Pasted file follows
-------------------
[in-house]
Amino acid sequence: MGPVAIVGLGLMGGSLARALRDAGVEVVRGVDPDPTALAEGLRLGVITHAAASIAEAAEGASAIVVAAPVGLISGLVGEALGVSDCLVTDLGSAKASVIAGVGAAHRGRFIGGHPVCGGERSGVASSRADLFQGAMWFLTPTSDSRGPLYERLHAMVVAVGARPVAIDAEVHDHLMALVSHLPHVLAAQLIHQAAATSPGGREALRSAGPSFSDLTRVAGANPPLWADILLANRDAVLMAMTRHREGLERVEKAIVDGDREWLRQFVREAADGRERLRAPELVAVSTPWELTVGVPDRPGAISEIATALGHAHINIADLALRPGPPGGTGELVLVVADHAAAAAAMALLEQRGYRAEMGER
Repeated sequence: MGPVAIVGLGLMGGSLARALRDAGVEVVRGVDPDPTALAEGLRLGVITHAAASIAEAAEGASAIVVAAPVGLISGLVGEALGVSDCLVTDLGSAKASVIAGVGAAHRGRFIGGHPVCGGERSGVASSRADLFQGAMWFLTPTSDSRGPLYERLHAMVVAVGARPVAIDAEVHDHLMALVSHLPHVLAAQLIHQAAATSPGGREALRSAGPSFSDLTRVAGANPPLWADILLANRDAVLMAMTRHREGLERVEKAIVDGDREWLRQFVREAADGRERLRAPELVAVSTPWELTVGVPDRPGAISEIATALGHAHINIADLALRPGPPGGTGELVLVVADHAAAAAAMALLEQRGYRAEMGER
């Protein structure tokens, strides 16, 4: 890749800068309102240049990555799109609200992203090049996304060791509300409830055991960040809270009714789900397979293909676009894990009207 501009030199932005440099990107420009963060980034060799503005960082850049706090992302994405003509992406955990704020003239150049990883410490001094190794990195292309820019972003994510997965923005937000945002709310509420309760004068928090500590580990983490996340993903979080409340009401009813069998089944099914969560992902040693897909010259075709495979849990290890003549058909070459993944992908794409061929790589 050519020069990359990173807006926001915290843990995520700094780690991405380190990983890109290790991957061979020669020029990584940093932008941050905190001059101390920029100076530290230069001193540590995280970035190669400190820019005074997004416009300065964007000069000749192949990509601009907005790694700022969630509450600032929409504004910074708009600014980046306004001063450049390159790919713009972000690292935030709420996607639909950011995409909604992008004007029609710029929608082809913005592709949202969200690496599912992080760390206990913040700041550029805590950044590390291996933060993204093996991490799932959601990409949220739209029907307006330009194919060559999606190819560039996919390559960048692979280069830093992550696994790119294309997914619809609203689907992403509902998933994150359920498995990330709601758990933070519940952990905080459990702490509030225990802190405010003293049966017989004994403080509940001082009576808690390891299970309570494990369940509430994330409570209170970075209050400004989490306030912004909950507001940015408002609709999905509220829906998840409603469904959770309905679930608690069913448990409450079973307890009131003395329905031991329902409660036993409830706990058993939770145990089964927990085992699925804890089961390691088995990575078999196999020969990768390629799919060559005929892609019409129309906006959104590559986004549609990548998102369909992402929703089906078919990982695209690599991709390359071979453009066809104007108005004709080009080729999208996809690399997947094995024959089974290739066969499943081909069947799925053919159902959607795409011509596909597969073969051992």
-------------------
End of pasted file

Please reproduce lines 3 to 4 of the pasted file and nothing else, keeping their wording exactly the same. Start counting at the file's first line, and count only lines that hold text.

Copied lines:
Repeated sequence: MGPVAIVGLGLMGGSLARALRDAGVEVVRGVDPDPTALAEGLRLGVITHAAASIAEAAEGASAIVVAAPVGLISGLVGEALGVSDCLVTDLGSAKASVIAGVGAAHRGRFIGGHPVCGGERSGVASSRADLFQGAMWFLTPTSDSRGPLYERLHAMVVAVGARPVAIDAEVHDHLMALVSHLPHVLAAQLIHQAAATSPGGREALRSAGPSFSDLTRVAGANPPLWADILLANRDAVLMAMTRHREGLERVEKAIVDGDREWLRQFVREAADGRERLRAPELVAVSTPWELTVGVPDRPGAISEIATALGHAHINIADLALRPGPPGGTGELVLVVADHAAAAAAMALLEQRGYRAEMGER
């Protein structure tokens, strides 16, 4: 890749800068309102240049990555799109609200992203090049996304060791509300409830055991960040809270009714789900397979293909676009894990009207 501009030199932005440099990107420009963060980034060799503005960082850049706090992302994405003509992406955990704020003239150049990883410490001094190794990195292309820019972003994510997965923005937000945002709310509420309760004068928090500590580990983490996340993903979080409340009401009813069998089944099914969560992902040693897909010259075709495979849990290890003549058909070459993944992908794409061929790589 050519020069990359990173807006926001915290843990995520700094780690991405380190990983890109290790991957061979020669020029990584940093932008941050905190001059101390920029100076530290230069001193540590995280970035190669400190820019005074997004416009300065964007000069000749192949990509601009907005790694700022969630509450600032929409504004910074708009600014980046306004001063450049390159790919713009972000690292935030709420996607639909950011995409909604992008004007029609710029929608082809913005592709949202969200690496599912992080760390206990913040700041550029805590950044590390291996933060993204093996991490799932959601990409949220739209029907307006330009194919060559999606190819560039996919390559960048692979280069830093992550696994790119294309997914619809609203689907992403509902998933994150359920498995990330709601758990933070519940952990905080459990702490509030225990802190405010003293049966017989004994403080509940001082009576808690390891299970309570494990369940509430994330409570209170970075209050400004989490306030912004909950507001940015408002609709999905509220829906998840409603469904959770309905679930608690069913448990409450079973307890009131003395329905031991329902409660036993409830706990058993939770145990089964927990085992699925804890089961390691088995990575078999196999020969990768390629799919060559005929892609019409129309906006959104590559986004549609990548998102369909992402929703089906078919990982695209690599991709390359071979453009066809104007108005004709080009080729999208996809690399997947094995024959089974290739066969499943081909069947799925053919159902959607795409011509596909597969073969051992």